Bioscience initiatives are everywhere — except, paradoxically, in Berkeley, where researchers helped launch the industry but politicians view it with suspicion.
March 7, 2002 | It's hardly an accident that California became the hub of biotechnology in the United States, nor is it a coincidence that one-third of the world's biotech companies are within 35 miles of a University of California research center, and six out of 10 biotechnology drugs are based on UC research.
The biotech industry was effectively launched 25 years ago by the joint discovery of DNA cloning techniques by scientists at UC San Francisco and Stanford University, led by Herbert Boyer and Stanley Cohen. That caught the eye of the fledgling venture capital industry, then developing in Palo Alto. The convergence of VC funding, a willing community of top bioscience researchers, and the risk-taking attitude emanating from the electronics and computer industries stimulated a flurry of startups seeking to commercialize biotechnology.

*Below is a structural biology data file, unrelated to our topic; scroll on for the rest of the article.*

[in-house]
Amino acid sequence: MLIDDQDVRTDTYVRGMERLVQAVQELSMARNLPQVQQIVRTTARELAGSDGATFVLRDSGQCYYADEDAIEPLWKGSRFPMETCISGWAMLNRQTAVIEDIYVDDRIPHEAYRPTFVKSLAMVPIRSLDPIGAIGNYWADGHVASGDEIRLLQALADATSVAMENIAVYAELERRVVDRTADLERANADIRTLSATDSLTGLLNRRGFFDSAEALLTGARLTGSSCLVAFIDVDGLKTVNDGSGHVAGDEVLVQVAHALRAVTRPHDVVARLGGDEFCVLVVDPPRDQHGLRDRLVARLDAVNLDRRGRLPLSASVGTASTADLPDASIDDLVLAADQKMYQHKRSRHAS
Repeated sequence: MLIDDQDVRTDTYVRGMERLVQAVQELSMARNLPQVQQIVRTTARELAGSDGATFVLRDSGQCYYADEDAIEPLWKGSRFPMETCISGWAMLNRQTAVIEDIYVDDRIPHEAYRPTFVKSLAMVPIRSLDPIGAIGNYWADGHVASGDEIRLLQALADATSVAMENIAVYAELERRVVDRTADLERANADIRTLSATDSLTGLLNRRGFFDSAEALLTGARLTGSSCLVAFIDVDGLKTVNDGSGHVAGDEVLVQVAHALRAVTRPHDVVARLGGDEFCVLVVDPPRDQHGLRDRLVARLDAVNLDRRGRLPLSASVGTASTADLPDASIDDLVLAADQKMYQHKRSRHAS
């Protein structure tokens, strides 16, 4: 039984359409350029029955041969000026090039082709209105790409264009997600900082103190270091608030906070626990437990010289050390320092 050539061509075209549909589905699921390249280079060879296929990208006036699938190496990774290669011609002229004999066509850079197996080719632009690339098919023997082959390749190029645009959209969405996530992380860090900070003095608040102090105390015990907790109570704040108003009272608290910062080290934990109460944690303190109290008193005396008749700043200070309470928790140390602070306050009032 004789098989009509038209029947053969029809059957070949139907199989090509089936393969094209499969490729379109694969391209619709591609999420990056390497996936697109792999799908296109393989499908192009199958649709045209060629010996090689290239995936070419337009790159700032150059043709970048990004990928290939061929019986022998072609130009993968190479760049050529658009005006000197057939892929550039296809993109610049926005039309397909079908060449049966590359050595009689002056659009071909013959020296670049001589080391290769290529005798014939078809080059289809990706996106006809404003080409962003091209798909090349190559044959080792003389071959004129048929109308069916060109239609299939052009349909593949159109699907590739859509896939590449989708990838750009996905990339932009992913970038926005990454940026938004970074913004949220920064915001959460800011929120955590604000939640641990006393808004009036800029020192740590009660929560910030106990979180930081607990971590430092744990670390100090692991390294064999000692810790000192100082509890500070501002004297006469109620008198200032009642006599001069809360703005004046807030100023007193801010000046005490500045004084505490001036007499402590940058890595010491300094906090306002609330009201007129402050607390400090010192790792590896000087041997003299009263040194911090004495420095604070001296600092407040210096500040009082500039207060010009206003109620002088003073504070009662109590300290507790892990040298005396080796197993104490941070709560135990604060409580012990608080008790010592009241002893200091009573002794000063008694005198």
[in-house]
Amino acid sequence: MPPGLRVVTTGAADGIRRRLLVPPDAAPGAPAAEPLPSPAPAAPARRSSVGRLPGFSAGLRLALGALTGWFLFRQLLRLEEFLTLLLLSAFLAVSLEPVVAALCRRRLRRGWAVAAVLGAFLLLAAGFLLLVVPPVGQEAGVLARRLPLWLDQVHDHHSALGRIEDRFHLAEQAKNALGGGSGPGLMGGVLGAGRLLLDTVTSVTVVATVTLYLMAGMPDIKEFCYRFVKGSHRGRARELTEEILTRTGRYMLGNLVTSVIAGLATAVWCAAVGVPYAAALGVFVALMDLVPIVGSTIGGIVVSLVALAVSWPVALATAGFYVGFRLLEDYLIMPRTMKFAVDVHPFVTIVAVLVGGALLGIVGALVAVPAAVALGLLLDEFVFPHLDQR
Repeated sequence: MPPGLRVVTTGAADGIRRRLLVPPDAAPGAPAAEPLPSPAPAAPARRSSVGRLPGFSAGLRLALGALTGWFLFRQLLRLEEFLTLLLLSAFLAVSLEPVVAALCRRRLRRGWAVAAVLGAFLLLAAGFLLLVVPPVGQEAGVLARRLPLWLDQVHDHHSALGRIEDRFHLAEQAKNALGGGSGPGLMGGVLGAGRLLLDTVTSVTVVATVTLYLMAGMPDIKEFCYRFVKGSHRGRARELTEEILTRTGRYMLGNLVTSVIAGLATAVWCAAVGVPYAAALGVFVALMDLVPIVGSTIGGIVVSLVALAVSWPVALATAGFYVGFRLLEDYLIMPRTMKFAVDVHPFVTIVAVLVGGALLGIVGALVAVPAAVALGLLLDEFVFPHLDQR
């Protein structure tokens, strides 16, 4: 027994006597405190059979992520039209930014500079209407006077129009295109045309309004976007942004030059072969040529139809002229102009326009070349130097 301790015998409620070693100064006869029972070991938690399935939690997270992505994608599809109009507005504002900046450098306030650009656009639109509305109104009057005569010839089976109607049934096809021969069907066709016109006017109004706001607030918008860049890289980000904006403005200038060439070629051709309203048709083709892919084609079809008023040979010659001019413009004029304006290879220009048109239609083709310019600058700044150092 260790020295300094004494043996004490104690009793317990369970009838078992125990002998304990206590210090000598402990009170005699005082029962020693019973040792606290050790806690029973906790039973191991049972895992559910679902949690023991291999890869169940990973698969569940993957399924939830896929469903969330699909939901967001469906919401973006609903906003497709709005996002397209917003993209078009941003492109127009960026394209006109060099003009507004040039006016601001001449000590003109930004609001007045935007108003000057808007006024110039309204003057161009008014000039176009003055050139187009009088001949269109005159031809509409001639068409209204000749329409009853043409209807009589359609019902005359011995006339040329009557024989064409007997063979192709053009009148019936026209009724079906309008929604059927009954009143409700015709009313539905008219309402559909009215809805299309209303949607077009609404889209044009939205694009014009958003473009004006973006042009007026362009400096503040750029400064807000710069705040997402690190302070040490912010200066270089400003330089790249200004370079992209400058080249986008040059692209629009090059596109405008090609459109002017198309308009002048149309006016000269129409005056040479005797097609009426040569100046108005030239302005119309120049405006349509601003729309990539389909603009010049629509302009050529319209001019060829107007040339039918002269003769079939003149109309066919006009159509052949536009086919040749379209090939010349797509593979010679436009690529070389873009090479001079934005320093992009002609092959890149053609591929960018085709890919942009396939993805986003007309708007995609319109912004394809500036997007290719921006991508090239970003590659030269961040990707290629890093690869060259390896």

Surrounding cities took notice. South San Francisco enticed scientists to its near-empty warehouse district by offering cheap leases, easy approvals, and a prime location between Stanford, UC Berkeley and UCSF. Emeryville, another blighted town beside the Bay Bridge, followed suit.
California has also worked hard to reduce regulatory and red-tape barriers. When Chiron Corp., the biopharmaceuticals company, built its Emeryville facility in the mid-'90s, it needed permits from 17 government agencies. By contrast, says Chiron co-founder Edward Penhoet, when Chiron recently decided to build a new manufacturing plant in Vacaville, there was one counter at which the company could do everything. "It's the simple things," he says, "one-stop shopping, a friendly face behind the counter."
It hasn't been all roses for California. In 1980, Berkeley passed a law that required any company conducting biotech research to make its laboratory notebooks available for public viewing. Cetus Corp., which had set up shop in Berkeley, left to protect its intellectual property. Chiron considered Berkeley, but eventually chose Emeryville instead — then home to a steel mill and abandoned warehouses.
Today, Berkeley hosts one major player: Bayer Corp., which invested $100 million into a new facility there a few years ago. "Berkeley missed being the center of Silicon Valley and the center of biotechnology, in part because the city hadn't been friendly to business," Penhoet says. "Now, Berkeley would turn handsprings for a major biotech company to move there, but nobody will take the risk. Who's to say they won't flip-flop again once you get in there?"